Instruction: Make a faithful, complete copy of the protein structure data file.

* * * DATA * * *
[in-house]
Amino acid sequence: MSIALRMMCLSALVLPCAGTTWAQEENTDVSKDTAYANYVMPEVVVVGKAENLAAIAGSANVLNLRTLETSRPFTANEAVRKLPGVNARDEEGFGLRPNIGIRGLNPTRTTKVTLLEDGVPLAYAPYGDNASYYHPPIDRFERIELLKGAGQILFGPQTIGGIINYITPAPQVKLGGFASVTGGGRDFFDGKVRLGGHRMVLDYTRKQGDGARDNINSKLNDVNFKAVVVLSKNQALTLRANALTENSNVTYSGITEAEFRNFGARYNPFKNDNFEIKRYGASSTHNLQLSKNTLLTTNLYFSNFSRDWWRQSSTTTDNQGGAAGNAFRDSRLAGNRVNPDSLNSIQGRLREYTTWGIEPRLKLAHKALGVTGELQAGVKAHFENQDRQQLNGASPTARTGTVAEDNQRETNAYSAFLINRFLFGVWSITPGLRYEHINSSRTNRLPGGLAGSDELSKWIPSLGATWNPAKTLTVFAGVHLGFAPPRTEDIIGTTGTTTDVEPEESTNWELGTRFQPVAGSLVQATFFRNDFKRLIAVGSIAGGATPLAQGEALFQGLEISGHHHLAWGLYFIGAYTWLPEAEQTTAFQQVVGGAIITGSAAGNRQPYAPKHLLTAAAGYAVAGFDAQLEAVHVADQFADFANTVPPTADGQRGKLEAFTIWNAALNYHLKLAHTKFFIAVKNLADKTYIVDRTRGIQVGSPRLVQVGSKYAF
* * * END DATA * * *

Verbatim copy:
[in-house]
Amino acid sequence: MSIALRMMCLSALVLPCAGTTWAQEENTDVSKDTAYANYVMPEVVVVGKAENLAAIAGSANVLNLRTLETSRPFTANEAVRKLPGVNARDEEGFGLRPNIGIRGLNPTRTTKVTLLEDGVPLAYAPYGDNASYYHPPIDRFERIELLKGAGQILFGPQTIGGIINYITPAPQVKLGGFASVTGGGRDFFDGKVRLGGHRMVLDYTRKQGDGARDNINSKLNDVNFKAVVVLSKNQALTLRANALTENSNVTYSGITEAEFRNFGARYNPFKNDNFEIKRYGASSTHNLQLSKNTLLTTNLYFSNFSRDWWRQSSTTTDNQGGAAGNAFRDSRLAGNRVNPDSLNSIQGRLREYTTWGIEPRLKLAHKALGVTGELQAGVKAHFENQDRQQLNGASPTARTGTVAEDNQRETNAYSAFLINRFLFGVWSITPGLRYEHINSSRTNRLPGGLAGSDELSKWIPSLGATWNPAKTLTVFAGVHLGFAPPRTEDIIGTTGTTTDVEPEESTNWELGTRFQPVAGSLVQATFFRNDFKRLIAVGSIAGGATPLAQGEALFQGLEISGHHHLAWGLYFIGAYTWLPEAEQTTAFQQVVGGAIITGSAAGNRQPYAPKHLLTAAAGYAVAGFDAQLEAVHVADQFADFANTVPPTADGQRGKLEAFTIWNAALNYHLKLAHTKFFIAVKNLADKTYIVDRTRGIQVGSPRLVQVGSKYAF